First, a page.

31 May 2015

13th Age Session One: Ambushed by Wolves and Slaying Blood Cultists

I played my first session of 13th Age today. As is becoming a sort of standard, it was only 3 hours long [1] but it had some good action.

We were using my old campaign setting, which reduced my workload a little but maybe not as much as I thought. It's all in broad strokes, so they had plenty of room to create new lore, but it also meant that most of the FantasyCraft centered work that I did was unusable. I don't mind; FC wants you to spend a lot of time making sure that all of the thousand options they present is part of your world, and it felt nice not having to deal with it.

The players introduced themselves:
  • Frenk, the halfling barbarian. His entire character sheet is in caps and mostly misspelled, and he has a deep hatred for elves despite not being entirely clear on what they are. He wields a greatsword that is nearly the size of his body, and alternates between oblivious and completely focused. Very mercurial but easy-going.
  • Max Edge, a human ranger who's been cursed to drink elf blood (and only elf blood). He hates elves with a passion (one of his backgrounds is Elf Exterminator) and he spends most of his time talking about how he plans to exterminate all elves. Everybody thinks he's a psychopath and he doesn't mind. He's handy with a bow and completely ruthless.
  • Quillos, a wood elf monk. He impatiently tried to live a pastoral wood elf life and got fed up with it, instead preferring to learn a sword-centric martial art in a secluded monastery where he could get some respect. He was too hedonistic to get far, and left the monastery to participate in the Amsu night life. One particularly lively orgy left him sobering up in front of the Merchant King, who wanted to hear his brilliant plan to exploit the elves, which he is trying to do despite being a little in over his head.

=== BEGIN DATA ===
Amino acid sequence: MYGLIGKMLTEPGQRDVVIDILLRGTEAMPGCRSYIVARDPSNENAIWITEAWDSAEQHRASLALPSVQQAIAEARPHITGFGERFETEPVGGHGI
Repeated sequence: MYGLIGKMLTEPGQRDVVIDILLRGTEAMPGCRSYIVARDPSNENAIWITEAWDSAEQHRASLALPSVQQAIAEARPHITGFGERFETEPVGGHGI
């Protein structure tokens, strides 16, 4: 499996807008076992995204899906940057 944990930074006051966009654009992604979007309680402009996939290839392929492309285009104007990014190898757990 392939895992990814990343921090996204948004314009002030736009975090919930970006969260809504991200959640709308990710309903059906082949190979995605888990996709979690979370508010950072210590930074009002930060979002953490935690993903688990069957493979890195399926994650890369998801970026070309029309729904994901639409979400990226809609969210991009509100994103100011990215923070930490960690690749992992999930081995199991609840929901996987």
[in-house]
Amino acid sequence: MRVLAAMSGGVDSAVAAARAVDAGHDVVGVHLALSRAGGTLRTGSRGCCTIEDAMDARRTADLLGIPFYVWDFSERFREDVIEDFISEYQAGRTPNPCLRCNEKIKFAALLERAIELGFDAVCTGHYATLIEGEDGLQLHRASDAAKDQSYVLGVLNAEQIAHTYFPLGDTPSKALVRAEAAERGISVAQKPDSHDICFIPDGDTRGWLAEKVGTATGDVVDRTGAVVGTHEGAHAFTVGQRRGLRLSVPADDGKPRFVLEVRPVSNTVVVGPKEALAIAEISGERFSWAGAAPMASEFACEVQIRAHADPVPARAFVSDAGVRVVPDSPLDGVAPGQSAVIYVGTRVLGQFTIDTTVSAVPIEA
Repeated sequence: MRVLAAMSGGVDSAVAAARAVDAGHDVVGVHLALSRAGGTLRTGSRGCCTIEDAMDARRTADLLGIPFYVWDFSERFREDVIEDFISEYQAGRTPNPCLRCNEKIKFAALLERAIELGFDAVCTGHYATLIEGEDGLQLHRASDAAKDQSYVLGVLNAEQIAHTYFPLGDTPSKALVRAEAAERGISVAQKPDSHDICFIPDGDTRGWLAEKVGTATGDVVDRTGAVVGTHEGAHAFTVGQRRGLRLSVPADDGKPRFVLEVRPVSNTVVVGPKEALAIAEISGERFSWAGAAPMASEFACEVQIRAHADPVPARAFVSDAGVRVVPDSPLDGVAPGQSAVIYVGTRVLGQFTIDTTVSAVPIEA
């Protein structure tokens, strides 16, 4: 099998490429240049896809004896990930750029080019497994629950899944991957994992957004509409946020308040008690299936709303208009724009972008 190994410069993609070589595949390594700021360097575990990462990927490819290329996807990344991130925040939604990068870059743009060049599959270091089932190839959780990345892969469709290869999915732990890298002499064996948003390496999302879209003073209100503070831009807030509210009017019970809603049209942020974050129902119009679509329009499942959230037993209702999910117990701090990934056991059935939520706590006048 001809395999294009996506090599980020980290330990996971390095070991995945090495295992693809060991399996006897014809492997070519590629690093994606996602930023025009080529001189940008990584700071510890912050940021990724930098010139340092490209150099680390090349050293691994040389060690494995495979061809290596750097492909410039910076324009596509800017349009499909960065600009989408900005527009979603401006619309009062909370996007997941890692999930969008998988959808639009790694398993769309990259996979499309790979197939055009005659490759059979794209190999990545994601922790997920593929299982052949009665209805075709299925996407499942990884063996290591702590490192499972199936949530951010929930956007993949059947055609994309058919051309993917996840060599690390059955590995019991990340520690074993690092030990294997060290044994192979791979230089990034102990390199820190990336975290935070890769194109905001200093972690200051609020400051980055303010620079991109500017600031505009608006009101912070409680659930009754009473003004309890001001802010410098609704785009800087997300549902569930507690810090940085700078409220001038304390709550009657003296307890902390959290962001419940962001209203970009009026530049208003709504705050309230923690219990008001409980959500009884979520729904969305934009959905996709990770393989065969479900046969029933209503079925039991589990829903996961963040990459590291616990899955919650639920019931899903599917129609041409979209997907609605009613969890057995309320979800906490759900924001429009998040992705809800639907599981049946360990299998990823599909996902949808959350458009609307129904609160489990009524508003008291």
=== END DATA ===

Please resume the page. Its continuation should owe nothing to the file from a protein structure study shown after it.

• Sullen, the human Necromancer. A cosmic accident flung him outside of reality itself, where he spend a timeless moment observing the cycles of Life and Death. He seeks to avoid this cycle completely, and has delved deep into the necromantic arts. Strangely reassuring, though he never means it that way, and stubborn in his knowledge.

They are working for Hudread the Conqueror for their own reasons: Frenk and Max out of vengeance against elves, Quillos to try and insinuate himself into the cogs of power, and Sullen merely because mercenary work means coin, and coin means access to the materials he will ultimately need. They were given a mission by Hudread's lieutenant Arild [2]- retrieve the Blade of Enfron before it is delivered to their enemies.

Turns out, the Protector is giving the High Druid a mighty artifact to help the High Druid defend against Hudread. This is unacceptable- the artifact would do more good to the elves in the hands of Hudread, so they are going to rectify the situation.

They camped out in the shell of Hudread's keep and were awoken [3] by the sounds of an Elven taskmaster shouting and kicking his drudges to work. Might as well set off, they decide. Max fortifies himself with some elf blood and they set off. Frenk has some background as a Tribesman, so he leads the way, tracking the party directly into a Druidic ambush. They battle; the wolves are savage and the Druid is attacking with grasping vines that daze the party, but they ultimately succumb. Frenk and Quillon, as close combatants took some serious damage but have plenty of recoveries so no harm done, ultimately. Combat is fluid and interesting; the monk is shifting through his forms, and the barbarian is nice and simple. Building Rage means that missing provides damage when you eventually do hit, but it's a "daily" [4] so I'm unsure if its use was wise. The flaming skeleton does a bit of work, and Sullen actually manages to do the last bit of damage on every enemy except a single wolf.